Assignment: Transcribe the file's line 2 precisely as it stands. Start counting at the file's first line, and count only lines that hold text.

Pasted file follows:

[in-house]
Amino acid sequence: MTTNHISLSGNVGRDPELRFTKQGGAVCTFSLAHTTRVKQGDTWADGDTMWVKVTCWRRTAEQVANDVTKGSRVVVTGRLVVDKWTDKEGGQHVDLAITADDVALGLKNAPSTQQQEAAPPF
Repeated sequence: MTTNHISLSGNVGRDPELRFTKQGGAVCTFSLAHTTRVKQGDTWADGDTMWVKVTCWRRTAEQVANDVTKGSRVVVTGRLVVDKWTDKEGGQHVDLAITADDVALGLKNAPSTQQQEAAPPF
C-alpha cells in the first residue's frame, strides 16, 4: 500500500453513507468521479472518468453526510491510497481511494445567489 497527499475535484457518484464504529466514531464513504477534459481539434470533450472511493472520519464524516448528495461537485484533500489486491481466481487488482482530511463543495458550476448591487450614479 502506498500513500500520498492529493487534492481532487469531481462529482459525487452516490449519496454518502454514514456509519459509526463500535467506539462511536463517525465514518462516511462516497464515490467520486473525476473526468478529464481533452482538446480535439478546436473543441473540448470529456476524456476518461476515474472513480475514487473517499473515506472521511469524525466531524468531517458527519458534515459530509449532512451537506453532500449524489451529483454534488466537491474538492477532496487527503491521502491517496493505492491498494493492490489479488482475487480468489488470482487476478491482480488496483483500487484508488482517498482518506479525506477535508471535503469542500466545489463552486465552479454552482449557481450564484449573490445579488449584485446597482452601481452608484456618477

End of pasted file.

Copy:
Amino acid sequence: MTTNHISLSGNVGRDPELRFTKQGGAVCTFSLAHTTRVKQGDTWADGDTMWVKVTCWRRTAEQVANDVTKGSRVVVTGRLVVDKWTDKEGGQHVDLAITADDVALGLKNAPSTQQQEAAPPF